Literally, in the course of two weeks we have said goodbye to more than 25 of our friends and that’s a typical June.  Ranging from acquaintance to neighbors to close friends it’s a bit surreal to walk through our community and realize, “Oh, the Blabla’s are gone . . . and they’re not coming back”

We’re expert farewellers but with every goodbye there is an ignored reality that we don’t dare mention out loud.  We cover it up with overly optimistic and misguided statements like, “We’ll come visit you” and “We’ll skype every week.”  Those well wishes help us feel a little better but they don’t come true.  The sad truth is that when we say goodbye (with a few beautiful exceptions) we will never see these people again.

So to all of you dirty jokers who have moved on in the past few weeks . . . Thanks for ruining June for the rest of us.

Seriously . . . the kids are out of school, the weather is gorgeous and the smell of barbecue is in the air.  It’s supposed to be a happy time.  But no.  You had to leave and you took your kids with you.

You’ll be missed.  Thanks for being expats with us.




  1. Not being from those great United States of America, June is only the end of the financial year not the end of expat relationships. I and my family are Australian and we tried to maintain many of our customs as the kids came along. Going to live in Japan was for me going to get to know Japanese people, the expats were a nice extra and they came from all over the world and they came and went at different times but we knew from the beginning that that it was going to be a relationship with an ending. Maybe that made us prepare but the frustration you seem to feel just wasn’t part of our years there.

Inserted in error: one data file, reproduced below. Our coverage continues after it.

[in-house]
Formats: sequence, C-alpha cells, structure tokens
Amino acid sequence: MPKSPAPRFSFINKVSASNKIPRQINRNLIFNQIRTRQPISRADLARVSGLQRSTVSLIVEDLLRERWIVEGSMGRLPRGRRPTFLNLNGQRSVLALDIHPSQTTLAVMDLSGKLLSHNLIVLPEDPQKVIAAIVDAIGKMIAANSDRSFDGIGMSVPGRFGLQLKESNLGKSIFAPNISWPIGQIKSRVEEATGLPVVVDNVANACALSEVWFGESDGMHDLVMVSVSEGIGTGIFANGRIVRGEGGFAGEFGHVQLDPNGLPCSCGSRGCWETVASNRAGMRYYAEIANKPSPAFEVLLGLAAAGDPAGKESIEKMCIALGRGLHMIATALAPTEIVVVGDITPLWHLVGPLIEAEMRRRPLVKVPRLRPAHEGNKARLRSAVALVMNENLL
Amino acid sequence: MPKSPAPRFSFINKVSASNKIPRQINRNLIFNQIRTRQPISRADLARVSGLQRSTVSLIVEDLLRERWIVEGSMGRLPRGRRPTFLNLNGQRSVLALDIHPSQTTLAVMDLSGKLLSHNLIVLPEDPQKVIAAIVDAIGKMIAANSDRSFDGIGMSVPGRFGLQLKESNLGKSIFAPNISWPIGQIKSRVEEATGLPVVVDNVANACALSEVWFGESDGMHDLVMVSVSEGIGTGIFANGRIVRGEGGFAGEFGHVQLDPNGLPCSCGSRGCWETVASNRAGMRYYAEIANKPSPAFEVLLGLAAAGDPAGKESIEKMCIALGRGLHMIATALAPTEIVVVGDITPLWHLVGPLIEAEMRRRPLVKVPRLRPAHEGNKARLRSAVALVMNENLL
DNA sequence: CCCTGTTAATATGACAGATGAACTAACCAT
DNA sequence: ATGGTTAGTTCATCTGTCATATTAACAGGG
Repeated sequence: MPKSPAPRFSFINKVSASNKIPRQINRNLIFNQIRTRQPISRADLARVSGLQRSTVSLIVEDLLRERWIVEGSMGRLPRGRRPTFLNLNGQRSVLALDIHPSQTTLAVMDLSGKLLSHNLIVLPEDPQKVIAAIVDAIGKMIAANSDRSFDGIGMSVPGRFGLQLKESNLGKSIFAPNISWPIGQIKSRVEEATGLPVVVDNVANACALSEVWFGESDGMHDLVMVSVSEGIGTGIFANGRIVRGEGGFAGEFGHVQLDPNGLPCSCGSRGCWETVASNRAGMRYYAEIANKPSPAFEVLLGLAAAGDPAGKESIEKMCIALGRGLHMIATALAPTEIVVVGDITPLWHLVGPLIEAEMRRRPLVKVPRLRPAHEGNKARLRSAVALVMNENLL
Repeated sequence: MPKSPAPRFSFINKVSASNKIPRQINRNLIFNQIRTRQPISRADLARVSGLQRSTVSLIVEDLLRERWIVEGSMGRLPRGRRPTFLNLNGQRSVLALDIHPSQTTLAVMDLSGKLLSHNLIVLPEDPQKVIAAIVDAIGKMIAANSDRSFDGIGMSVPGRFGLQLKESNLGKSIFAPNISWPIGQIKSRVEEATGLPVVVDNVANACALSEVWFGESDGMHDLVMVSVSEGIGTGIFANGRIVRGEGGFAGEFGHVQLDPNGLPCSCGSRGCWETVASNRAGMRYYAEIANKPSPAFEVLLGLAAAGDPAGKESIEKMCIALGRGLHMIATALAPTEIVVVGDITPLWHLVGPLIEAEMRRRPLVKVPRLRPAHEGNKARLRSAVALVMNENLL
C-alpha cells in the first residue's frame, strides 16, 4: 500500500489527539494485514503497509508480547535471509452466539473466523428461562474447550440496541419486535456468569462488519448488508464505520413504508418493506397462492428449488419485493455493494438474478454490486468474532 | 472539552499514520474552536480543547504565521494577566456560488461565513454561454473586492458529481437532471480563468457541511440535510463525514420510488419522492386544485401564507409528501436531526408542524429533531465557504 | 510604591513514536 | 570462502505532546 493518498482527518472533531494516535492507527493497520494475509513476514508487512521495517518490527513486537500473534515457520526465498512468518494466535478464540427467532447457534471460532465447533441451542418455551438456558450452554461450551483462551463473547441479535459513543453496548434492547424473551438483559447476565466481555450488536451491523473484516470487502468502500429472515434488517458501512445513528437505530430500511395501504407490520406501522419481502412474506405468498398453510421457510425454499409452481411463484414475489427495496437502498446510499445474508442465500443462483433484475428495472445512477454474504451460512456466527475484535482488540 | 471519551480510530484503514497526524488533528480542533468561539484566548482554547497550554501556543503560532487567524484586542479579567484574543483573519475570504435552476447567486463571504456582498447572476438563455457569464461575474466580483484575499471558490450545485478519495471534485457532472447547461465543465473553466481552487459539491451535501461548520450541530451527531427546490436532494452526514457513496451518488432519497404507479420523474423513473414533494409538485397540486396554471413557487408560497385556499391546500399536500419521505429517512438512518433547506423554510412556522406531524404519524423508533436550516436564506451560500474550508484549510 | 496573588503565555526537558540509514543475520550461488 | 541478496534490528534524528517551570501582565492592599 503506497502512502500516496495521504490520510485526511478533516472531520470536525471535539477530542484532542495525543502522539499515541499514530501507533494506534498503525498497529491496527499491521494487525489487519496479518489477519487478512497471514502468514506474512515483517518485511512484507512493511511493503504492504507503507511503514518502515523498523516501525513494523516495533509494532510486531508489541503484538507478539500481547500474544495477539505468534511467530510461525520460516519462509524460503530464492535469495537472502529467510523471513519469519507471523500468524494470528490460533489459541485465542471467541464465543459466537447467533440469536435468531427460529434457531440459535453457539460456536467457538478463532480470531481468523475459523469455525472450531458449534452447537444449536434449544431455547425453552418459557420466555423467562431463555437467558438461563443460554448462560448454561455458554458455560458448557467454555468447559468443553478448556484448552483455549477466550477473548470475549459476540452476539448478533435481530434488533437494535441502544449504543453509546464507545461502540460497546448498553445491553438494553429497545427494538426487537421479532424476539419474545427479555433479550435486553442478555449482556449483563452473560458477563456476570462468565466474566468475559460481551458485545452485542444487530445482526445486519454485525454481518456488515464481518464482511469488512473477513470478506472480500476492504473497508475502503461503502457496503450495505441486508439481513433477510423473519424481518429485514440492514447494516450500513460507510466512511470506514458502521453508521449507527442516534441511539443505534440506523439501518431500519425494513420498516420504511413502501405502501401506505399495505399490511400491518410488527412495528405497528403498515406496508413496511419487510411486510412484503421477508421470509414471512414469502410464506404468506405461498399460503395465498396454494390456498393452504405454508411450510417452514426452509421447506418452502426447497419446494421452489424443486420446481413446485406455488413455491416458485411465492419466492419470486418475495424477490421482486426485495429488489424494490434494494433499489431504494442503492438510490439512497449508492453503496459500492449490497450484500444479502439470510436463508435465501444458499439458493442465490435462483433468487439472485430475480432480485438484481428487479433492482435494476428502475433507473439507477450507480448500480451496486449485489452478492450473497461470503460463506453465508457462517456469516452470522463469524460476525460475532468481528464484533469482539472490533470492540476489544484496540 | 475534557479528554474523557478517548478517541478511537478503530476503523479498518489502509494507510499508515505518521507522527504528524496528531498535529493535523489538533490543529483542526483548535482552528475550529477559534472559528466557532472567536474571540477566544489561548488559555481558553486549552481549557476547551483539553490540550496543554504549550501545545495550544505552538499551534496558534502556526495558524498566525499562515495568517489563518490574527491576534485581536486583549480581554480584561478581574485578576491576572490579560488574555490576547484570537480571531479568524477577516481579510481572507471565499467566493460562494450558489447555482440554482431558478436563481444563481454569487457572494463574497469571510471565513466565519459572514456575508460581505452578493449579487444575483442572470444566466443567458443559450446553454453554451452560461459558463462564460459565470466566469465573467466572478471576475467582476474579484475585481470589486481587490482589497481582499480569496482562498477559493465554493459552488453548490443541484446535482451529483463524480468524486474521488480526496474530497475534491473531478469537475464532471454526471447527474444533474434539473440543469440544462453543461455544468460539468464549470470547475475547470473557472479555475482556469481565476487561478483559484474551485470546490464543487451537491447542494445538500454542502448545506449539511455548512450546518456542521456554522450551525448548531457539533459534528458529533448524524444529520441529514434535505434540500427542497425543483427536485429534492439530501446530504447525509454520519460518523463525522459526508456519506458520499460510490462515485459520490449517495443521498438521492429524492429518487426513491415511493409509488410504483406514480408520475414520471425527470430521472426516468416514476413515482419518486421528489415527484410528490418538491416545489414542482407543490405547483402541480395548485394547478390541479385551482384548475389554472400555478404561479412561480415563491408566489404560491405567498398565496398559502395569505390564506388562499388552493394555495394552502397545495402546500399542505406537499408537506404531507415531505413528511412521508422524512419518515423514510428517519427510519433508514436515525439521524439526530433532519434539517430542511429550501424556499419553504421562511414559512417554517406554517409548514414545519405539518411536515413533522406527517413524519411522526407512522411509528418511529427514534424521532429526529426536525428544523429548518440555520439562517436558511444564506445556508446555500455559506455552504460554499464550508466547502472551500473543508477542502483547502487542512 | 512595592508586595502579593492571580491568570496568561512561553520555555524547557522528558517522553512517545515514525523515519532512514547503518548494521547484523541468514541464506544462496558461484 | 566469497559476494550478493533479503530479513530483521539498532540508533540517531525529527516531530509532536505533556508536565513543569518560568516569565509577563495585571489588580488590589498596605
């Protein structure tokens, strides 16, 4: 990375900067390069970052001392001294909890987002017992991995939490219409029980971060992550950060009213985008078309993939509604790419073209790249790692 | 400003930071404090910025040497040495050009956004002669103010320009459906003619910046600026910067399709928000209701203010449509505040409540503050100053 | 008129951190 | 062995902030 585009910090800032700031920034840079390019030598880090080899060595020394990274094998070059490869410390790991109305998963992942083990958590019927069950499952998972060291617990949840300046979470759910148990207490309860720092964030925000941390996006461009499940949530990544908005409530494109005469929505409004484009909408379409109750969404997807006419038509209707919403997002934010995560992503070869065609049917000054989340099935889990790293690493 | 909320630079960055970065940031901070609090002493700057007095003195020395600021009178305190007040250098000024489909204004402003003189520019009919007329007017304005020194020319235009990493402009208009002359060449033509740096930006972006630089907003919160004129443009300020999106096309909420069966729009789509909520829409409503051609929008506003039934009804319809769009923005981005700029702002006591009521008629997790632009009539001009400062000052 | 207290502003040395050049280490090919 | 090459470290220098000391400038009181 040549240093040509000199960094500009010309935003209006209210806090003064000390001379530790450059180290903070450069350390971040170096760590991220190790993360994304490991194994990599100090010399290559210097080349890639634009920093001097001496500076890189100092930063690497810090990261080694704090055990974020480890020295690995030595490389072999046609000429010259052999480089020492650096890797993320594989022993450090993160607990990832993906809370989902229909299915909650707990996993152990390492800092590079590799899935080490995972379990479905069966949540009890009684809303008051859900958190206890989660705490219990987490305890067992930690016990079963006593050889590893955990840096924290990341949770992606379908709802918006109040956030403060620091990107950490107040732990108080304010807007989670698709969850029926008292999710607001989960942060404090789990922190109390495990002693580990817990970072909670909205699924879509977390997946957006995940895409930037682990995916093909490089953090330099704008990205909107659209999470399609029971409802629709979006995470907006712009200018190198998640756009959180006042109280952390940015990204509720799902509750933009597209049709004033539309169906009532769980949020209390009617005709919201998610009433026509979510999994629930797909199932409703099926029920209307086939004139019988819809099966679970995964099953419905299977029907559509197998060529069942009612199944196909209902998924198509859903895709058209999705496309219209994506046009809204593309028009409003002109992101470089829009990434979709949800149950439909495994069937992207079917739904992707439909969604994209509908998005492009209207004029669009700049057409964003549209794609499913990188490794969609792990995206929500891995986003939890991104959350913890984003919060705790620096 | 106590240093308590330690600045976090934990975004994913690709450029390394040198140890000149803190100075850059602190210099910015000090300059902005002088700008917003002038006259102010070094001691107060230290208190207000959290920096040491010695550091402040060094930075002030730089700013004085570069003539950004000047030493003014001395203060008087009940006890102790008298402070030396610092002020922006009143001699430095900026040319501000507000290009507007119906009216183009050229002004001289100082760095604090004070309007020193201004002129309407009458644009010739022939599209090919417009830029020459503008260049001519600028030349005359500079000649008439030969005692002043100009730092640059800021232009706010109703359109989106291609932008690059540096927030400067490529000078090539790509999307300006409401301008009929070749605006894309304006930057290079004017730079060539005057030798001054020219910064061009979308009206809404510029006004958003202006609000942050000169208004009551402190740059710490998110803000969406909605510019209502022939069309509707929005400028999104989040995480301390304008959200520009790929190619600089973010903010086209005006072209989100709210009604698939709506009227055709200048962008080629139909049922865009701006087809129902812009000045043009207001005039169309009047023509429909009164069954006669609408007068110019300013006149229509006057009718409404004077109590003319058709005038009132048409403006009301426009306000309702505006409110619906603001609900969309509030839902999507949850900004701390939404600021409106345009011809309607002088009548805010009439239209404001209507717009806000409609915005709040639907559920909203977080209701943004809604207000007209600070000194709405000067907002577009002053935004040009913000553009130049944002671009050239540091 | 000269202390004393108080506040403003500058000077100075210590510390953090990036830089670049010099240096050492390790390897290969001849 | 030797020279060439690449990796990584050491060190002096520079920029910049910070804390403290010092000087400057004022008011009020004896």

We were more connected to Japan and had the privilege and pain of learning the language for two years and the rest of our lives. I am sure that made it much easier to be grounded there. No one can survive let alone flourish in a land without the language. Finding the bacon, or its equivalent is one of the fun things of living overseas in a new environment, but more fun is finding the cultural equivalents there and expanding one’s horizons. Having the kids in local Japanese schools helped in the enculturalisation of the whole family. Sure there were hard times, times we missed home. Mostly after friends or family came to visit and then went home to Australia. Our lives were enriched by friends foreign and local and these days the social media across the world make it so much more possible to keep in contact with those we leave behind whenever we leave.

  2. Hey Anne McIntyre – I was thinking exactly the same thing – June? TAX time, and being about to go back out on the expat road again, I’m really not sure how that works! But to a fellow Aussie, I like what you’ve said and really look forward to all the things you’ve mentioned!

  3. I can relate. 🙂 One thing is the submarine into relationships. I realized I was doing this recently when in a group of expats that I had just met. I asked about their basic life story, current work, and time commitment to living here in the first hour.

    Our own transitions have never been in June due to various logistics, but we’ve said lots of hellos and goodbyes around that time. This time we are fortunate that the goodbyes are mostly “See you later.” Many people will be back at the end of summer, then we’ll get to say hellos again. It’s going to be a quite summer in some ways!